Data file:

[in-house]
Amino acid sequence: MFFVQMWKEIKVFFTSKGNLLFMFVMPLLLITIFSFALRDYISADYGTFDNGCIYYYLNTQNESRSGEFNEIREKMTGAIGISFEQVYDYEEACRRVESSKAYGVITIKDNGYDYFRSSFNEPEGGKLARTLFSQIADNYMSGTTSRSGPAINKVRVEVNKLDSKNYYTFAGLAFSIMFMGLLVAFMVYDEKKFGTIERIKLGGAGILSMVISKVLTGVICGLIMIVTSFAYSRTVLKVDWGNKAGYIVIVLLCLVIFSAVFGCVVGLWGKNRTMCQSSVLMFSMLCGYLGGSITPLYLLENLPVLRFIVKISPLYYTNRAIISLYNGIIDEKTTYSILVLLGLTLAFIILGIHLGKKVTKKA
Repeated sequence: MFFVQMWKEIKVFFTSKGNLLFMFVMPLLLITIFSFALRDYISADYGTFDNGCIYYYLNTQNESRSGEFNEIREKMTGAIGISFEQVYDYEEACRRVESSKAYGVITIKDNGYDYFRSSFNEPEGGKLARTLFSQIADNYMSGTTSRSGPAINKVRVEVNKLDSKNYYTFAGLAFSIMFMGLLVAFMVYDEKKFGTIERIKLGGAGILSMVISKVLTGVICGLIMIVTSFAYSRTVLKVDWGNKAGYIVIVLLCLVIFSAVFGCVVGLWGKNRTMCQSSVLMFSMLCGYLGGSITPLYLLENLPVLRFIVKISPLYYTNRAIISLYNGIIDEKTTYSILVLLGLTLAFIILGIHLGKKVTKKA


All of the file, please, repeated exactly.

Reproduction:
[in-house]
Amino acid sequence: MFFVQMWKEIKVFFTSKGNLLFMFVMPLLLITIFSFALRDYISADYGTFDNGCIYYYLNTQNESRSGEFNEIREKMTGAIGISFEQVYDYEEACRRVESSKAYGVITIKDNGYDYFRSSFNEPEGGKLARTLFSQIADNYMSGTTSRSGPAINKVRVEVNKLDSKNYYTFAGLAFSIMFMGLLVAFMVYDEKKFGTIERIKLGGAGILSMVISKVLTGVICGLIMIVTSFAYSRTVLKVDWGNKAGYIVIVLLCLVIFSAVFGCVVGLWGKNRTMCQSSVLMFSMLCGYLGGSITPLYLLENLPVLRFIVKISPLYYTNRAIISLYNGIIDEKTTYSILVLLGLTLAFIILGIHLGKKVTKKA
Repeated sequence: MFFVQMWKEIKVFFTSKGNLLFMFVMPLLLITIFSFALRDYISADYGTFDNGCIYYYLNTQNESRSGEFNEIREKMTGAIGISFEQVYDYEEACRRVESSKAYGVITIKDNGYDYFRSSFNEPEGGKLARTLFSQIADNYMSGTTSRSGPAINKVRVEVNKLDSKNYYTFAGLAFSIMFMGLLVAFMVYDEKKFGTIERIKLGGAGILSMVISKVLTGVICGLIMIVTSFAYSRTVLKVDWGNKAGYIVIVLLCLVIFSAVFGCVVGLWGKNRTMCQSSVLMFSMLCGYLGGSITPLYLLENLPVLRFIVKISPLYYTNRAIISLYNGIIDEKTTYSILVLLGLTLAFIILGIHLGKKVTKKA